When she was 18, Yvonne Wakefield
took the inheritance intended to pay for her college, bought 80 acres in the Oregon mountains, and built her own log cabin home.
Wakefield's new memoir, Babe in the Woods: Building a Life One Log at a Time
, explores her "relationship with woodsy things" and how Yvonne built a life for herself after becoming an orphan at 14.
Yvonne recently answered questions for Rose City Reader about her book, her cabin, writing, and woodsy things:
How did you come to write Babe in the Woods?
I started compiling journal pieces I had published with unpublished material written in notebooks to create narrative that read more like a story than a diary. I also wanted preserve the stories of a stage of humanity that is getting lost in the digital age.
Why, at age 18, did you head off into the Oregon mountains to build a log cabin by yourself? And why did you think you could do it?
The night my mother died I had, I don’t want to say vision because that sounds too mystical, so I’ll say an idea formed in my mind. It was of me, a cat, living in a cabin I built in the woods. I had no idea I could achieve what I envisioned but through dogged determination and blinded by naiveté and driven to create a home for myself I survived insurmountable situations with the help of kind strangers I met during the process of building.
Can you give us an example or two of advice you wished you had before you undertook to build a log cabin by yourself?
I wish I had listened to people I met along the way who advised me not to lift really heavy things like logs. But at 18 years old you listen to no one but yourself. Consequently, my bones and organs paid the price.
Is Babe in the Woods more memoir or more a how to book or survival guide? Who is your intended audience?
It is memoir, a straight forward story about surviving myself on inter and intrapersonal levels and doing this mainly alone in the wilderness and often in isolation, motivated on by the goal of building a home. I purposely avoided writing too intricately about the building process because I did not want it to read like a how-to guide. What it took for me to survive is unique to my own physique and circumstances. I thought my audience would be mainly twenty something women, but marketing statistics revealed a range of women between the ages of 20-60 and men interested in building with logs.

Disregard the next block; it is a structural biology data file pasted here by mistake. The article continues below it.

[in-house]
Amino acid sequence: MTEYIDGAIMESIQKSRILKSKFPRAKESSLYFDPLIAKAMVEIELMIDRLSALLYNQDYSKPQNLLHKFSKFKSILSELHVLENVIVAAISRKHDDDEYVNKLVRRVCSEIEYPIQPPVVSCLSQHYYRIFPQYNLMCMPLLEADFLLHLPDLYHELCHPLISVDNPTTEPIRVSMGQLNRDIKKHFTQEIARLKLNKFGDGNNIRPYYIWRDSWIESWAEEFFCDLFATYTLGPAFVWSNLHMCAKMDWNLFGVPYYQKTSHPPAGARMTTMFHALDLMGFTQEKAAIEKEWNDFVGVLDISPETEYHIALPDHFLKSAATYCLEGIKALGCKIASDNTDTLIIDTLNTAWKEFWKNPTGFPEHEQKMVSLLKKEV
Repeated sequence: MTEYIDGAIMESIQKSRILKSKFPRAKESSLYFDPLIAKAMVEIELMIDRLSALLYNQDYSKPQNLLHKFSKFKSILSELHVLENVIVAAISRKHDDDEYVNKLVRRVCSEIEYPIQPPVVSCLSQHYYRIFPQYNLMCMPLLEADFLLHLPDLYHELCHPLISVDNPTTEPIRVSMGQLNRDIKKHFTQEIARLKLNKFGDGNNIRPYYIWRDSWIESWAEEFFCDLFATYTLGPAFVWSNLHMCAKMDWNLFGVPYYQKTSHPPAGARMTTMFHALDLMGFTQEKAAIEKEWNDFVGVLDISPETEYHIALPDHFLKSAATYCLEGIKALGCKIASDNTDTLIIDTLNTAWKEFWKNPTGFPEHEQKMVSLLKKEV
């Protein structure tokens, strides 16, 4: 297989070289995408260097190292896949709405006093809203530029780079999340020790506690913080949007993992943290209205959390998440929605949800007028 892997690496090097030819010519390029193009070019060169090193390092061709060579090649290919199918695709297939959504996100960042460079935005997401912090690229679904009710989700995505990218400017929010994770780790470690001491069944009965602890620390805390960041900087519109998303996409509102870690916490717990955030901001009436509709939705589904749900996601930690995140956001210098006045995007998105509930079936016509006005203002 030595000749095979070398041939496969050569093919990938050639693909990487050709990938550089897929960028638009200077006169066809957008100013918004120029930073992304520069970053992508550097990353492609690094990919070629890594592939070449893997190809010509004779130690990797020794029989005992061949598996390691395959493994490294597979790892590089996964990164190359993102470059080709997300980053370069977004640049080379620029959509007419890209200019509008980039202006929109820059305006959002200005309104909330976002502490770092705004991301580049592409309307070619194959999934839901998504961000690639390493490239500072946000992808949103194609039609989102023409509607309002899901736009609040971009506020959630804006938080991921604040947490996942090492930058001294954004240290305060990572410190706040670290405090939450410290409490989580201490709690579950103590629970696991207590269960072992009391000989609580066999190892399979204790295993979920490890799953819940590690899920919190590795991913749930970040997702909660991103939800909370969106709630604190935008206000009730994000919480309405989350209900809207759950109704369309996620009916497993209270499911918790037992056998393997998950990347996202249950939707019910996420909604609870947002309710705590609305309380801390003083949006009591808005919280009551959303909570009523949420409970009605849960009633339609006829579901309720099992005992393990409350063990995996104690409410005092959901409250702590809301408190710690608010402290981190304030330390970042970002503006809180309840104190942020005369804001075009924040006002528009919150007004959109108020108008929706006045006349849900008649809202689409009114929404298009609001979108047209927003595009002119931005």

What is your work background? Did it lead you to writing your book or contribute to your book in another way?
I have a checkerboard work background. For decades I’ve juggled making and selling art with free-lance writing and teaching to cobble together a living. I have a doctorate in Human Organizational Systems which sometimes comes into play in my consultancy work. I do not believe any of this contributed to my writing Babe in the Woods
, but it did my other book, Suitcase Filled With Nails: Lessons Learned Teaching Art in Kuwait
, because it is the story of my six years as an art professor at a women’s college in Kuwait.
Can you recommend any other books about what you call our “relationship with woodsy things”?
One of my favorites is Annie Dillard’s Pilgrim at Tinker Creek
, and the journals of Emily Carr
and Opal Whitely
Writers often follow the rule, “Write what you know.” But did you learn something about yourself from writing your memoir that you didn’t know before?
Yes. Interestingly in Babe in the Woods: Building a Life One Log at a Time
, I saw a relationship with my brother and this carries over into the second of the series. I also realized that the foundation I built at age 18 literally and figuratively developed in me traits I continue to use on a daily basis
Who are your three (or four or five) favorite authors? Is your own writing influenced by the authors you read?
Anything by John Steinbeck
, most of Kurt Vonnegut
, and Annie Dillard
. I do not believe my writing is influenced by any writer. If I saw that it was, I would immediately quit writing. I write like I talk and think and that is particular to me.
What kind of books do you like to read? What are you reading now?
I like memoir. When I write, which is mostly every day for the last six years, I don’t really read books because I don’t want to be influenced by other words and by night, my usual reading time my eyes and brain are shot.
You have a terrific website. From an author's perspective, how important are internet resources to promote your book? Do you also use social networking sites or other internet resources?
My website is really that…a kind of web displaying certain facets of my art and links to my books. Research shows that the internet is essential in promoting anything. Unfortunately, using social media does not come naturally to me. It’s really a chore for me to use. Like a language or tool I’ve little idea on how to best apply.
Do you have any events coming up to promote your book?
Upcoming events are posted on my website
. This Monday, February 6, 2017, I'll be doing a reading at 6:30 PM in Port Angeles, Washington, at the main library. And on Tuesday, February 7, I'll do a reading at 6:30 PM at the Sequim Library in Sequim, Washington.
I love to attend book groups who are using my books and do so whenever I’m invited.
What’s next? Are you working on your next book?
Yes. The second in the Babe in the Woods
series is just about ready to go into final editing and I’ve dashed off pages for the third book which brings my story with woodsy things into a new light, showing a 360 degree view of the orphaned girl at 18 to the newly widowed 60 year old woman who can still yield a chainsaw, ax, and maul with precision and strength. I still own the property and cabin and go there at least once a month. The only thing I won’t do alone any longer is saw down big trees. I’ve been lucky in that sense and want to keep it that way.
THANK YOU, YVONNE!
BABE IN THE WOODS: BUILDING A LIFE ONE LOG AT A TIME IS AVAILABLE ONLINE, OR ASK YOUR LOCAL BOOK SELLER TO ORDER IT!